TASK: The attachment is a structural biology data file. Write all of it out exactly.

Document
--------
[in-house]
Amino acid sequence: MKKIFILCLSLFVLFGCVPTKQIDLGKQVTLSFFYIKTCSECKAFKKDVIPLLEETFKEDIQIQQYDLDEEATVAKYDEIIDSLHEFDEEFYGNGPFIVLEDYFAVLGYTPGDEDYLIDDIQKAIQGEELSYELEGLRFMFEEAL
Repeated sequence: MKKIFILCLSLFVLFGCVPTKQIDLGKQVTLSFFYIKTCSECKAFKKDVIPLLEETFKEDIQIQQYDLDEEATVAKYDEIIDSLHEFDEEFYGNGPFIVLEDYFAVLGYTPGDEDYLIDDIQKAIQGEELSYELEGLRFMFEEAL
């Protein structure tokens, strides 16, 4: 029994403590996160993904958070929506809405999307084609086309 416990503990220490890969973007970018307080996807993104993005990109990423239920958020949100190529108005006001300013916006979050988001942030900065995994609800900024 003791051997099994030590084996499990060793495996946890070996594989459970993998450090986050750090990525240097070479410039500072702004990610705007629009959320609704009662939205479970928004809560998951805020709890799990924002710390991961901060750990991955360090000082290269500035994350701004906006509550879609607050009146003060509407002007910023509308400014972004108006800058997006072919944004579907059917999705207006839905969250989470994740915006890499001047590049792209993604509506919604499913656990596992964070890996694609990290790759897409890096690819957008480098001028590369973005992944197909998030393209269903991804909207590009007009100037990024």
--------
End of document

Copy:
[in-house]
Amino acid sequence: MKKIFILCLSLFVLFGCVPTKQIDLGKQVTLSFFYIKTCSECKAFKKDVIPLLEETFKEDIQIQQYDLDEEATVAKYDEIIDSLHEFDEEFYGNGPFIVLEDYFAVLGYTPGDEDYLIDDIQKAIQGEELSYELEGLRFMFEEAL
Repeated sequence: MKKIFILCLSLFVLFGCVPTKQIDLGKQVTLSFFYIKTCSECKAFKKDVIPLLEETFKEDIQIQQYDLDEEATVAKYDEIIDSLHEFDEEFYGNGPFIVLEDYFAVLGYTPGDEDYLIDDIQKAIQGEELSYELEGLRFMFEEAL
């Protein structure tokens, strides 16, 4: 029994403590996160993904958070929506809405999307084609086309 416990503990220490890969973007970018307080996807993104993005990109990423239920958020949100190529108005006001300013916006979050988001942030900065995994609800900024 003791051997099994030590084996499990060793495996946890070996594989459970993998450090986050750090990525240097070479410039500072702004990610705007629009959320609704009662939205479970928004809560998951805020709890799990924002710390991961901060750990991955360090000082290269500035994350701004906006509550879609607050009146003060509407002007910023509308400014972004108006800058997006072919944004579907059917999705207006839905969250989470994740915006890499001047590049792209993604509506919604499913656990596992964070890996694609990290790759897409890096690819957008480098001028590369973005992944197909998030393209269903991804909207590009007009100037990024």